After the lecture on Civil Rights and Liberties, as well as an extensive discussion on the Jim Crow laws leading up to the Civil Rights Movement, students will take place in a 54 mile march around the UCF campus.
Why 54 miles? Because this was the distance between Selma and Montgomery, Alabama that thousands marched in 1965 under the leadership of Martin Luther King, Jr.
As it happens, the main road around UCF is 3 miles long – this means 18 laps is 54 miles. Students have from 5AM to 6PM to complete the first 51 – and then the whole class will march the final three together.
Students are divided into teams, and one person from each team must be moving at all times. The 51 miles can be completed keeping an average pace of 13 minute miles.
Understanding the need for teaching individuals to fight for causes outside of their own interest (explained in the lecture notes above) students may recruit outside help to complete their miles. They also may help other teams finish.
This is a difficult task requiring planning, community effort, and sacrifice. A fitting way begin to build empathy for the marginalized.
Your civil rights and liberties are intended to protect you against discrimination or injustice committed against you because of your RACE, COLOR, RELIGION, NATIONAL ORIGIN, ETHNICITY, GENDER, DISABILITY, OR SEXUAL ORIENTATION.
What is the difference between a civil liberty and your civil rights?
- Civil liberties are protections against government actions, protecting freedoms.
- Civil rights refer to positive actions of government should take to create equal conditions for all Americans.
In order for us to truly see change, people must develop empathy and take action which is NOT BASED IN SELF-INTEREST. What does this mean? It means that we need to fight for the rights of others when we receive no personal benefit.
The Southern Poverty Law Center gives us a road map for fighting hate at the community level. There are things we can ALL do:
- Support the Victims
- Do your homework
- Create an alternative
- Speak up
- Lobby Leaders
- Look long-term
- Teach tolerance
As we engage in peaceful protest, me must understand the principles of Nonviolent Resistance
- Nonviolent resistance is the practice of achieving goals through symbolic protests, civil disobedience, economic or political noncooperation, *satyagraha, and other methods, without using violence.
*Coined by Mahatma Gandhi: Satya means TRUTH Agraha means INSISTENCE… translates to “An Insistence on Truth”
Martin Luther King Jr. developed a list of six facts to help people understand non-violent resistance and join with him in his vision:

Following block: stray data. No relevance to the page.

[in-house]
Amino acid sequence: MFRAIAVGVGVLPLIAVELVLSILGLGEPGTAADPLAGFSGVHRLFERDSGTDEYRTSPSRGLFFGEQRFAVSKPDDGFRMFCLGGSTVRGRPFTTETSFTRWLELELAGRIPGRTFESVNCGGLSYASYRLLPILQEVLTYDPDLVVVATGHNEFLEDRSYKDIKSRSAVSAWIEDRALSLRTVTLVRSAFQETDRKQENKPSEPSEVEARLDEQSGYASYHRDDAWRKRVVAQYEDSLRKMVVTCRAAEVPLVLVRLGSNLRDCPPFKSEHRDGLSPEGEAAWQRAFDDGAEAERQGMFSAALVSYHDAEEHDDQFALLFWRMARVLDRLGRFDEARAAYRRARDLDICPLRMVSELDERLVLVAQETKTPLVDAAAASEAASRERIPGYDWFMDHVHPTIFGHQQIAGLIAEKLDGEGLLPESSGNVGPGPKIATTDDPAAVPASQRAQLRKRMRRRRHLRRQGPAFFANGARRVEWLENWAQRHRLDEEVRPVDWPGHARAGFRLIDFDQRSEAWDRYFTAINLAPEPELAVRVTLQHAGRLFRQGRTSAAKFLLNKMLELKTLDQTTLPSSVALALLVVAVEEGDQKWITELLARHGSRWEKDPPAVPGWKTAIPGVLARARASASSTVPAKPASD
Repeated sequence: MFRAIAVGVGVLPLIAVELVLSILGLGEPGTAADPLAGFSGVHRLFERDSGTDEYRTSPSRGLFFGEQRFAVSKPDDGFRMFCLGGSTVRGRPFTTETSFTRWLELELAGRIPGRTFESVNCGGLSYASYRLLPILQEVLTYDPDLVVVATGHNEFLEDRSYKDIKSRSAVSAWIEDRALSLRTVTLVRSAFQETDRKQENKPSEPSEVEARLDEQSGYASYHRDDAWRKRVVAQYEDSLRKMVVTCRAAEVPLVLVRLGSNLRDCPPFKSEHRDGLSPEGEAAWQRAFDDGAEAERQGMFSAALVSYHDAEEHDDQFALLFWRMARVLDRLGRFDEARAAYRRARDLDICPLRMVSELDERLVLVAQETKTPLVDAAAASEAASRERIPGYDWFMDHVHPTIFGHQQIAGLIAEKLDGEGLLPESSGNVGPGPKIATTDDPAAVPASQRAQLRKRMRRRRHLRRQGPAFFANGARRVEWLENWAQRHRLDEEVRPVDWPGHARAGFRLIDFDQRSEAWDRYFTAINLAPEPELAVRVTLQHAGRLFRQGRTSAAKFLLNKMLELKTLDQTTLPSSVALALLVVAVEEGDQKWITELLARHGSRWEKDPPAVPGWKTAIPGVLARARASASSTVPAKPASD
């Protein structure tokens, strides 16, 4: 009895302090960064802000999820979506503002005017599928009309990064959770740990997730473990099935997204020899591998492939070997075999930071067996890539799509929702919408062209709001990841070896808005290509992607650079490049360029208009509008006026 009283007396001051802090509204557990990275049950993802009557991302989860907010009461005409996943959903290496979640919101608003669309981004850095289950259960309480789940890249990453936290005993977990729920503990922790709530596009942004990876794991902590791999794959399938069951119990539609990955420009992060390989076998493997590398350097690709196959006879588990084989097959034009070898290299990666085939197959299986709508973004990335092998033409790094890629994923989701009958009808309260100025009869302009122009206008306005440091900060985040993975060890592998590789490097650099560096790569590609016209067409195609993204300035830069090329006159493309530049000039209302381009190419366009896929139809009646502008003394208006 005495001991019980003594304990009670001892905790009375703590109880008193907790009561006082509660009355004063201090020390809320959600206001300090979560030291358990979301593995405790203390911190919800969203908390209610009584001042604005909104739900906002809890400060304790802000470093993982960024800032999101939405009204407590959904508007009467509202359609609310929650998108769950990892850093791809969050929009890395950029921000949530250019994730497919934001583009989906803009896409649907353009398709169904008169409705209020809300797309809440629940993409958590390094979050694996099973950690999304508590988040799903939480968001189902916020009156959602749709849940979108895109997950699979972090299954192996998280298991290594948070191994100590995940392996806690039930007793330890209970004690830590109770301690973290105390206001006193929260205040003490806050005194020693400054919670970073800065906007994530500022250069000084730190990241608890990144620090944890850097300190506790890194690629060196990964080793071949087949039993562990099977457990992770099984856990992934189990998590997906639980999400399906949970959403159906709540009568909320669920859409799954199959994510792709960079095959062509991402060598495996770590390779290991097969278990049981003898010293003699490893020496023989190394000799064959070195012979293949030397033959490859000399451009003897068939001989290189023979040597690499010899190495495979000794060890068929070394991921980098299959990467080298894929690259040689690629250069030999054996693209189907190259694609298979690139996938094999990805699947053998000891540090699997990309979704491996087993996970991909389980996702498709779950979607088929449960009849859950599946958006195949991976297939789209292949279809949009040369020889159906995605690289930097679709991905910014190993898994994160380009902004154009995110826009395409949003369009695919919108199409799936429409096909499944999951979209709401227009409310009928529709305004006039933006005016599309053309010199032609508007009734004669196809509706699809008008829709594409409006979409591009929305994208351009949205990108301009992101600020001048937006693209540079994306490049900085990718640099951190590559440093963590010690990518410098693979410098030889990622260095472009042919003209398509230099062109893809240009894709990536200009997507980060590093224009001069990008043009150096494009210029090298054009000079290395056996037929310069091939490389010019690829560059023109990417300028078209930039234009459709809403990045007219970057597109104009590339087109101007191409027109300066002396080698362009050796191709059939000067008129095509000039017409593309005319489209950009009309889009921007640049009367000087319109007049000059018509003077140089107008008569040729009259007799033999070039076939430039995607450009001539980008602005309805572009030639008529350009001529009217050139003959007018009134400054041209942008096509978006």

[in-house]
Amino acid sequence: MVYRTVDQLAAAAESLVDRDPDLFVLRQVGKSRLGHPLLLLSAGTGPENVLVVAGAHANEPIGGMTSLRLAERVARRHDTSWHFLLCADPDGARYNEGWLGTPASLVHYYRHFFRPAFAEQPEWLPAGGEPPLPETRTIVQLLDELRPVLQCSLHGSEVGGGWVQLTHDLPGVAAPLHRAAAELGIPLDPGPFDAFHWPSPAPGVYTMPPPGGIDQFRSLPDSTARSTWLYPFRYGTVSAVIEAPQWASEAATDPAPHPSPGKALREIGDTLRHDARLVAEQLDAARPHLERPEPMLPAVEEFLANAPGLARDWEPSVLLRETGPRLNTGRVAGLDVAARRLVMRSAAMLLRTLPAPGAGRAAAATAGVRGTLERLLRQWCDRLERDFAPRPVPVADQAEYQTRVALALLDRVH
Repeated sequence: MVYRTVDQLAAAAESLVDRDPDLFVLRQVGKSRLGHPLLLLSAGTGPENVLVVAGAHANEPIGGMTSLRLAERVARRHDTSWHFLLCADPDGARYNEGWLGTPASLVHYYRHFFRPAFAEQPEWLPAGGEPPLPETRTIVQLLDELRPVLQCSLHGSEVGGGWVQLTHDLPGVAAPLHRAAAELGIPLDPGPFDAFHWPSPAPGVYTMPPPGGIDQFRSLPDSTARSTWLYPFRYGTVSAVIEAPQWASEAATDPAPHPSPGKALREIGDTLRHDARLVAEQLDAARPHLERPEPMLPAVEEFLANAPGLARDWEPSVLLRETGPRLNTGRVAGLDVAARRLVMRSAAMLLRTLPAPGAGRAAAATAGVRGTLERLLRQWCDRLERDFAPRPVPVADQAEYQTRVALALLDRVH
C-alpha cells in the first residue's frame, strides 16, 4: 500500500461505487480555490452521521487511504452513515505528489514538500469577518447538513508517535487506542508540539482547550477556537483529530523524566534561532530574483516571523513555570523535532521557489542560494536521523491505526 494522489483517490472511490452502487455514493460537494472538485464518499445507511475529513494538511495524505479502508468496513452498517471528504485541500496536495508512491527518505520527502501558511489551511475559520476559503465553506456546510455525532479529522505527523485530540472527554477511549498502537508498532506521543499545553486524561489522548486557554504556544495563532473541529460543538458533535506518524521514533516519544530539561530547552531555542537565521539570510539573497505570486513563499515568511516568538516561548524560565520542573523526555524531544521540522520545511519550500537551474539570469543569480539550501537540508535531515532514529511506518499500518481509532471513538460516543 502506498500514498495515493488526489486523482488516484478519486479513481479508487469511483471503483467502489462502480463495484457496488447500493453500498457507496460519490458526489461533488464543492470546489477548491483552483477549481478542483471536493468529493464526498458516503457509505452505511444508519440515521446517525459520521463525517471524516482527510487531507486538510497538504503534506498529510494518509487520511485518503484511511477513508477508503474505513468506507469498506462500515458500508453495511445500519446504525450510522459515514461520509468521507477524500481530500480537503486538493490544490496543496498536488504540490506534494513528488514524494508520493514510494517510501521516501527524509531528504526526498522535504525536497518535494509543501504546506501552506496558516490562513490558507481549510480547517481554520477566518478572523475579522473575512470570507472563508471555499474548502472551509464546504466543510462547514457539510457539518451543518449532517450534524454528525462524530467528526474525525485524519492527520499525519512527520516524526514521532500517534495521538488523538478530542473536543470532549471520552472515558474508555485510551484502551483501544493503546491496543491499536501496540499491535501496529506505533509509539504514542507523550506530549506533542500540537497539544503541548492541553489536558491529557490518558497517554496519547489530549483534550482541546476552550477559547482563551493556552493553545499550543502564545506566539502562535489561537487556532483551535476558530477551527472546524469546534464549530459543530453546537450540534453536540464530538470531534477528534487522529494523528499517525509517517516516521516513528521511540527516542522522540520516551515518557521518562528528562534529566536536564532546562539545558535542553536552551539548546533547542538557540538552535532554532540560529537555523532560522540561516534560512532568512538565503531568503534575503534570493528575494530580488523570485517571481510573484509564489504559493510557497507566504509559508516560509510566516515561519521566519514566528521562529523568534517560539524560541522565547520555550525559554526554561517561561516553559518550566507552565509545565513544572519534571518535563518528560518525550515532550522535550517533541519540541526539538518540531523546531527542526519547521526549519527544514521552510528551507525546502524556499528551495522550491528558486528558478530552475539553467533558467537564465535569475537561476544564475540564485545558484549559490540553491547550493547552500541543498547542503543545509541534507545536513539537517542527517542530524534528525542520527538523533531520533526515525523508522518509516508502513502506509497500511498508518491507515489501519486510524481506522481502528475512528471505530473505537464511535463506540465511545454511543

- Not for cowards, not an acceptance of evil: quiet physically but not spiritually
- The goal is NOT to defeat or humiliate the opponent but to win him over to understand new ways to create cooperation and community
- The non-violent resister attacks the forces of evil NOT the people engaged in the evil “Defeat the injustice not the unjust”
- The non-violent resister accepts suffering without retaliation, accepts violence, but never commits it.
- The non-violent resister learns to love the opponent with unconditional love: “Cut off the chain of hate”
- Based on the belief that the universe is “just” moving us towards wholeness and peace.
This requires the belief that change is possible, and that personal sacrifice is probable.
For this project, each group will be planning a 30-45 day trip around the world. While students have great flexibility in this trip, they must include the following criteria:
- No fewer than 4 regions of the United States from the map below must be visited.
- No fewer than 4 countries outside of the United States must be visited.
- No fewer than 3 of the 4 countries outside of the USA must have a national language other than English
- No fewer than 3 continents must be visited
- Each day needs to be accounted for – travel days included.
- All costs including transportation, lodging and food must be calculated.
- A discussion of the UNIQUE CULTURE you find in each region will be detailed in your final project, including but not limited to:
- race, ethnicity, traditions and customs, food, religion, symbols, laws, rules, norms and shared beliefs.
- You must include a record of entry requirements (passports, visas, etc) into each country and ensure your group would be allowed to visit, and for how long. Make note of the process of requesting these items and the timeline to receive them.
- A travel blog will be completed for each group.
Group Project: The Real Housewives of “______________”
You will be divided into groups and will be writing a script surrounding a specific culture you choose.
Throughout the term you will research this cultures traditions, norms and rules surrounding the core elements of nonverbal communication:
- Physical Appearance
- Gestures and movement
- Face and Eye Behavior
- Space and environment
- Time Orientations
Using the lecture material as the basis for your own research you must CLEARLY portray each of these areas in your completed script.
During online modules you will progressively turn in your research on each area.
After an opportunity to do a final run through of your script in class you will turn in the final draft, which will include your references back to your research which was used as a basis for the script.